Alofi ,Niue 19degrees 03.32S 169degrees 55.45W to Samoa 13 degrees 49S 171degrees 45.80W

We let the Alofi mooring lines go at 15.30  Monday 27th June and headed north west to Samoa about 400 nm . So we are off the milk run now ! We started on a nice reach with a 25kt wind from ESE and made good speed towards our  target .The next day conditions became more difficult with an increased swell from the SE and a  stronger wind so the third reef in the main was required . The wind was 30kts gusting higher and the 4m swell rolled Baringo mercilessly . At each violent lurch our major concern was that Poppy the auto helm would give up and the thought of hand helming in these conditions all the way to Samoa filled our hearts with doom . The only upside was we were making good speed and indeed Samoa was sighted at 13.05 on Wednesday 29thJune . We were approaching  the SE corner of Upulo the main although not the largest island .

Approaching Samoa

Approaching Samoa

 

Apia the port and capital city is on the north coast of Upulo and as dusk was approaching  when were   closing the coast we thought we would anchor in the  purportedly sheltered Fagiola bay  on the NE corner .As we entered the long bay hoping for some shelter from wind and swell they both seemed to follow us in ! Surely this would  improve as we got deeper into the bay so we continued but the next problem was the chart plotter putting us in 1.0 m depth when the depth meter read 50 m ! The charts appeared to be about 0.5 mile out from the reality.

Fagoloa bay from the land looking very benign

Fagoloa bay from the land looking very benign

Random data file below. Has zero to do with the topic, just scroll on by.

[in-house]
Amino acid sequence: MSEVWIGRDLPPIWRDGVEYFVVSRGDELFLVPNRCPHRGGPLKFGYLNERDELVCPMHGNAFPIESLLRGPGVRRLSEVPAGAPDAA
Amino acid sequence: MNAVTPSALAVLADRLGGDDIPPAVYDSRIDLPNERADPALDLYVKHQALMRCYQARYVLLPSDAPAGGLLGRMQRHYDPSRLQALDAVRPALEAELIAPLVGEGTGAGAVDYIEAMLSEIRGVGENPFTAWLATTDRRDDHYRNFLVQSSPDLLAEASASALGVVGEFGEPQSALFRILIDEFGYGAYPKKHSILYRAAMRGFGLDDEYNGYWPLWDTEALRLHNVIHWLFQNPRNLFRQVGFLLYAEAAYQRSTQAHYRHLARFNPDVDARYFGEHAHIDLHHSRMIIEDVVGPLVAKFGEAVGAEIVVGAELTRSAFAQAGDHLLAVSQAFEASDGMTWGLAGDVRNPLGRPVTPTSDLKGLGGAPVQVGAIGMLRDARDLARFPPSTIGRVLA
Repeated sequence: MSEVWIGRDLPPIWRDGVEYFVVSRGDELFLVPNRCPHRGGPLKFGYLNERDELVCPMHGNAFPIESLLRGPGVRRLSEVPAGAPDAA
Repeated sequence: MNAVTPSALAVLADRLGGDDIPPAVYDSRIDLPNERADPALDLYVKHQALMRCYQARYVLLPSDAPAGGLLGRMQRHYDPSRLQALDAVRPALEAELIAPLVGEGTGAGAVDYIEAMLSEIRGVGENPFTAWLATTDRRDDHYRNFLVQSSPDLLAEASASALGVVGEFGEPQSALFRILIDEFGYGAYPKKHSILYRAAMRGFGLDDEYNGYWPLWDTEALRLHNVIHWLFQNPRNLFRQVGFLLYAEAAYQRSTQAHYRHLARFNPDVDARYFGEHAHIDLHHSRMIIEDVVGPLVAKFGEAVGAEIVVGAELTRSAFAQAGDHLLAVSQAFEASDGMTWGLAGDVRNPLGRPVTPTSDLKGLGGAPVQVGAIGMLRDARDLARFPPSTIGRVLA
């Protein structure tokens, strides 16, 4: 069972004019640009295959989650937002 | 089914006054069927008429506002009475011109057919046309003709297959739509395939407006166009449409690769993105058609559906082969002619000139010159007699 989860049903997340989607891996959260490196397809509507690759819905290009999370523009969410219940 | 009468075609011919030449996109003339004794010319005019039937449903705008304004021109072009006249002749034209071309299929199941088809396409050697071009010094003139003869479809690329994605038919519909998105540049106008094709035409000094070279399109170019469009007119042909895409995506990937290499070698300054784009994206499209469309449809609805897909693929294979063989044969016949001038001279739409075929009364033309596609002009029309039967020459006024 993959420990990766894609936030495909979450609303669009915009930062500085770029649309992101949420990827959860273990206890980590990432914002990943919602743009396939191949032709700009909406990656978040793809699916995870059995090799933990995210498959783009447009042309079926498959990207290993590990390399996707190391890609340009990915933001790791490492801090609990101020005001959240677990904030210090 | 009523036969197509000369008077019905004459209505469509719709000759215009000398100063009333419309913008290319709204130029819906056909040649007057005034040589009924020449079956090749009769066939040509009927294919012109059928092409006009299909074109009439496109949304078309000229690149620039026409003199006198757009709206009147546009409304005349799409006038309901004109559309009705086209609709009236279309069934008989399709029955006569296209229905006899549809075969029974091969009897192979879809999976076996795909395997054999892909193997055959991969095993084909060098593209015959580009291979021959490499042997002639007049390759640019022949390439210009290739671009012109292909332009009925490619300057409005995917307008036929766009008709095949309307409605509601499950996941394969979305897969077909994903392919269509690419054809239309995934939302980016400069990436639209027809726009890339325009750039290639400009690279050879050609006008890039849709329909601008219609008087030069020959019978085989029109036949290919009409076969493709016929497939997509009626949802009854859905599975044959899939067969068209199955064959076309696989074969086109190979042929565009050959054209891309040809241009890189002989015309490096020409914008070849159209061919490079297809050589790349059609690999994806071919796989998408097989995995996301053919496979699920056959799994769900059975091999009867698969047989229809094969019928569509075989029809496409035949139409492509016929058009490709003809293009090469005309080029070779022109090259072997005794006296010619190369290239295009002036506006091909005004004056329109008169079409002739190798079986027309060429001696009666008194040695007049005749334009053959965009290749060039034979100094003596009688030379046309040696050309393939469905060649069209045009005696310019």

In dusk it is impossible to see the reefs so it was back out to sea in the failing light . Neither of us favoured a night entry into Apia  port with its reef strewn entry and uncertainty about the navigation lights so we opted for dollying up and down the leading line until dawn .At first this was rather daunting as the wind was still blowing 25kts and there was no moon and FADs ( fish aggregating devices )  were reported in the vicinity by the admiralty pilot book ! As the night progressed the wind settled and we saw no FADs and got used to the town lights and jibed up and down the line using only the little jib making a suitably slow 2-3kts .
Knowing dawn would come and we could enter the port made the strategy easier and indeed dawn arrived on cue and we easily entered Apia port thinking we might easily have done it in the dark! However we were safe even if a little tired . At 07.30 on Thursday 30th June we anchored near the commercial wharf and waited instructions for the port authority . As Samoa is on the other side of the dateline it was now Friday 1st July and judging by the time our instructions finally arrived from the port  authority  I think the weekend had already started ! We finally motored over to  the marina and tied up around 14.00 . The quarantine and customs visited us and we just got to the immigration office in town before it closed. We were here!

 

Something about Samoa
We thoroughly enjoyed the flat still waters of the marina after being thrown around during the voyage  and after a good nights sleep cleaned the boat from all the salt that had become encrusted everywhere . The marina is a little tired although the pontoons are in good condition .Indeed the second outer pontoon no longer exists after being blown away by a typhoon a few years ago but the back drop of the lush green mountains was scenic .

pontoon destroyed by previous typhoon

pontoon destroyed by previous typhoon

We walked to town about 20 minutes and found a well stocked supermarket “Lucky Foodtown “ and replenished our supplies of fresh fruit and vegetables as these had been scarce in Niue . We certainly appreciated the unlimited power and water of the marina as well as the lack of movement ! On  Sunday morning we went to church primarily to hear the singing which was very harmonious but we paid for it listening to a 45minute evangelical sermon! Everyone was dressed up in their Sunday best with wonderful hats so it was a colourful and cheerful scene.

Samoa cathedral. But we went to smaller protestant church near the marina